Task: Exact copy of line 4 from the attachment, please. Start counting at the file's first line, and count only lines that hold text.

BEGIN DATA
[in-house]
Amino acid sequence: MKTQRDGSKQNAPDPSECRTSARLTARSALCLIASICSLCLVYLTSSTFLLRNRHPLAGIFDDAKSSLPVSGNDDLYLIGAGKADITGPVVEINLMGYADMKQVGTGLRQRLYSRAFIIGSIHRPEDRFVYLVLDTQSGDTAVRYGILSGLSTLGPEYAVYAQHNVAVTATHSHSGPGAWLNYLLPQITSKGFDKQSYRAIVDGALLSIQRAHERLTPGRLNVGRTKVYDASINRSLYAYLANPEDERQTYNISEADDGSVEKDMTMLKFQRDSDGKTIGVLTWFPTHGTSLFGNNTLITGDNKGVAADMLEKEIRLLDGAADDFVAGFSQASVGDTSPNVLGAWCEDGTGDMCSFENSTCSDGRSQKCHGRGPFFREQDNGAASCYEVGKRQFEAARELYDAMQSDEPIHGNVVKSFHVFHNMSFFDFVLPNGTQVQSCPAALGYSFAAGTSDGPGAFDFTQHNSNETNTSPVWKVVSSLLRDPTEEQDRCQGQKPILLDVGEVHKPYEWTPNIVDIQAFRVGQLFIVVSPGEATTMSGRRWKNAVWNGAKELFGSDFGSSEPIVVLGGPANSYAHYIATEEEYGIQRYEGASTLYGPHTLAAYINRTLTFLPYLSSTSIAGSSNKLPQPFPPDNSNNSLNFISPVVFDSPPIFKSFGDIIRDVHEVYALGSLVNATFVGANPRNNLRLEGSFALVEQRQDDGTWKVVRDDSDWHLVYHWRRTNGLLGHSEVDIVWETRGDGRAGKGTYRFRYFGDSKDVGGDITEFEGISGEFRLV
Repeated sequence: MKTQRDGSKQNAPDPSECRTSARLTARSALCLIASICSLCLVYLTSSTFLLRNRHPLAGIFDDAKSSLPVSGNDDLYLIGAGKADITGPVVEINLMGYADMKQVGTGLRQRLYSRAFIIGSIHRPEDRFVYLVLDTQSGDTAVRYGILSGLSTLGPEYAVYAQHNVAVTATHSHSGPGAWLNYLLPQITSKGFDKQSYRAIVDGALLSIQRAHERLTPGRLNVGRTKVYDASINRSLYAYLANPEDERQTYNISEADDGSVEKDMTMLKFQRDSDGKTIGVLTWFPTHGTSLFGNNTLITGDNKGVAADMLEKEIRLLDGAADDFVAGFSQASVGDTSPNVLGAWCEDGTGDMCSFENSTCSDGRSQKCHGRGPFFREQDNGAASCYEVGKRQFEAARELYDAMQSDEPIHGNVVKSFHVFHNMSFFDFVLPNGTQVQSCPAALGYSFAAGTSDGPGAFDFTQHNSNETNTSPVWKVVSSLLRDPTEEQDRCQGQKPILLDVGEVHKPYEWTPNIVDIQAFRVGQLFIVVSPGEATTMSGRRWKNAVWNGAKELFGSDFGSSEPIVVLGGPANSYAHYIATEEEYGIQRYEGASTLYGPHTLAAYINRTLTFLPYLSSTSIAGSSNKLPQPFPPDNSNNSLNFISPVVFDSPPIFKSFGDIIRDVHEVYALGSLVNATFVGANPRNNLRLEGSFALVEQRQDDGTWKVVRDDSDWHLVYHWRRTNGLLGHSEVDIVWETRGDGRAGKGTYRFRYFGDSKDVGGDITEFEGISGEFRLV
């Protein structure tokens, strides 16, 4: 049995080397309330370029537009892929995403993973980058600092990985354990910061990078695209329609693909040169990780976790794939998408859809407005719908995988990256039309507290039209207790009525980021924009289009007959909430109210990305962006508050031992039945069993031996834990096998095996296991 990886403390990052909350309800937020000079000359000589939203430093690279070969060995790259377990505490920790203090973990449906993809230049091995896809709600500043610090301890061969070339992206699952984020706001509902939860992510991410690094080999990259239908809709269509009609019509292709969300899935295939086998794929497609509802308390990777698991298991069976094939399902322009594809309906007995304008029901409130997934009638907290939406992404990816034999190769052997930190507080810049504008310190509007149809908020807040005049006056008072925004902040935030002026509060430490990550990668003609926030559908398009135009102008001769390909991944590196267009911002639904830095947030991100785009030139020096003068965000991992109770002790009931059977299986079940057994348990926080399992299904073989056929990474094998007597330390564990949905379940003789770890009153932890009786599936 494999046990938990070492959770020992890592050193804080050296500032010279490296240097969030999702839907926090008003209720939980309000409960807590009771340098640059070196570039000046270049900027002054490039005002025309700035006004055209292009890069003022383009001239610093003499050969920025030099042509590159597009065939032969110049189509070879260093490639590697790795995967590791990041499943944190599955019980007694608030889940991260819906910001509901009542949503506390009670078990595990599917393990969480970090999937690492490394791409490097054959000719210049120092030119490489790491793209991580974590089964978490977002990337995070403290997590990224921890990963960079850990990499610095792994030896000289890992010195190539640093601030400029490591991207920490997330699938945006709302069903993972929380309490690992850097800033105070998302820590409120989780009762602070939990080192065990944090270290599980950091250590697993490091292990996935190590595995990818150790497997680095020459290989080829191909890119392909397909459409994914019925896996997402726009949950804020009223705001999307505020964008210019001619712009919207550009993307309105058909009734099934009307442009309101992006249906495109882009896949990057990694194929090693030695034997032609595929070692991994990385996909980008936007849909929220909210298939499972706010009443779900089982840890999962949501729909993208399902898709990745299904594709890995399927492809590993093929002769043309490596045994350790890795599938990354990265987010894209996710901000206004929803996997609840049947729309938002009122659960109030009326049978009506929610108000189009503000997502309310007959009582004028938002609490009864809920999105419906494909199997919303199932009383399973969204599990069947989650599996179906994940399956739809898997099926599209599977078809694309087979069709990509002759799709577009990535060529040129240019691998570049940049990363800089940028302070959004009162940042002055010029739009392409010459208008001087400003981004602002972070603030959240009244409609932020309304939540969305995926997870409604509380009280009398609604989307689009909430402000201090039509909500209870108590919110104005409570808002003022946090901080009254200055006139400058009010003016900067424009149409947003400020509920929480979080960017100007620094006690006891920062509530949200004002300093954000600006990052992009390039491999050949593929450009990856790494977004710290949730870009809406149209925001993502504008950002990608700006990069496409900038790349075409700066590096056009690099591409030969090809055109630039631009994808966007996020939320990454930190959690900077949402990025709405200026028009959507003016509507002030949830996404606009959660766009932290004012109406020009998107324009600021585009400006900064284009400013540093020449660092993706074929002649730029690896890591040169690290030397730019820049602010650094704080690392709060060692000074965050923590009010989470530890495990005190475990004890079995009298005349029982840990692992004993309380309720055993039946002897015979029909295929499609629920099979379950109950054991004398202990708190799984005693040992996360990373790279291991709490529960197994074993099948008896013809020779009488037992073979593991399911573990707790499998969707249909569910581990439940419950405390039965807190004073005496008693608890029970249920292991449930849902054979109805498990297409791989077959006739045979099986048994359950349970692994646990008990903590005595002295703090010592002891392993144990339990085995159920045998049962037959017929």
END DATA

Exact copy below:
């Protein structure tokens, strides 16, 4: 049995080397309330370029537009892929995403993973980058600092990985354990910061990078695209329609693909040169990780976790794939998408859809407005719908995988990256039309507290039209207790009525980021924009289009007959909430109210990305962006508050031992039945069993031996834990096998095996296991 990886403390990052909350309800937020000079000359000589939203430093690279070969060995790259377990505490920790203090973990449906993809230049091995896809709600500043610090301890061969070339992206699952984020706001509902939860992510991410690094080999990259239908809709269509009609019509292709969300899935295939086998794929497609509802308390990777698991298991069976094939399902322009594809309906007995304008029901409130997934009638907290939406992404990816034999190769052997930190507080810049504008310190509007149809908020807040005049006056008072925004902040935030002026509060430490990550990668003609926030559908398009135009102008001769390909991944590196267009911002639904830095947030991100785009030139020096003068965000991992109770002790009931059977299986079940057994348990926080399992299904073989056929990474094998007597330390564990949905379940003789770890009153932890009786599936 494999046990938990070492959770020992890592050193804080050296500032010279490296240097969030999702839907926090008003209720939980309000409960807590009771340098640059070196570039000046270049900027002054490039005002025309700035006004055209292009890069003022383009001239610093003499050969920025030099042509590159597009065939032969110049189509070879260093490639590697790795995967590791990041499943944190599955019980007694608030889940991260819906910001509901009542949503506390009670078990595990599917393990969480970090999937690492490394791409490097054959000719210049120092030119490489790491793209991580974590089964978490977002990337995070403290997590990224921890990963960079850990990499610095792994030896000289890992010195190539640093601030400029490591991207920490997330699938945006709302069903993972929380309490690992850097800033105070998302820590409120989780009762602070939990080192065990944090270290599980950091250590697993490091292990996935190590595995990818150790497997680095020459290989080829191909890119392909397909459409994914019925896996997402726009949950804020009223705001999307505020964008210019001619712009919207550009993307309105058909009734099934009307442009309101992006249906495109882009896949990057990694194929090693030695034997032609595929070692991994990385996909980008936007849909929220909210298939499972706010009443779900089982840890999962949501729909993208399902898709990745299904594709890995399927492809590993093929002769043309490596045994350790890795599938990354990265987010894209996710901000206004929803996997609840049947729309938002009122659960109030009326049978009506929610108000189009503000997502309310007959009582004028938002609490009864809920999105419906494909199997919303199932009383399973969204599990069947989650599996179906994940399956739809898997099926599209599977078809694309087979069709990509002759799709577009990535060529040129240019691998570049940049990363800089940028302070959004009162940042002055010029739009392409010459208008001087400003981004602002972070603030959240009244409609932020309304939540969305995926997870409604509380009280009398609604989307689009909430402000201090039509909500209870108590919110104005409570808002003022946090901080009254200055006139400058009010003016900067424009149409947003400020509920929480979080960017100007620094006690006891920062509530949200004002300093954000600006990052992009390039491999050949593929450009990856790494977004710290949730870009809406149209925001993502504008950002990608700006990069496409900038790349075409700066590096056009690099591409030969090809055109630039631009994808966007996020939320990454930190959690900077949402990025709405200026028009959507003016509507002030949830996404606009959660766009932290004012109406020009998107324009600021585009400006900064284009400013540093020449660092993706074929002649730029690896890591040169690290030397730019820049602010650094704080690392709060060692000074965050923590009010989470530890495990005190475990004890079995009298005349029982840990692992004993309380309720055993039946002897015979029909295929499609629920099979379950109950054991004398202990708190799984005693040992996360990373790279291991709490529960197994074993099948008896013809020779009488037992073979593991399911573990707790499998969707249909569910581990439940419950405390039965807190004073005496008693608890029970249920292991449930849902054979109805498990297409791989077959006739045979099986048994359950349970692994646990008990903590005595002295703090010592002891392993144990339990085995159920045998049962037959017929």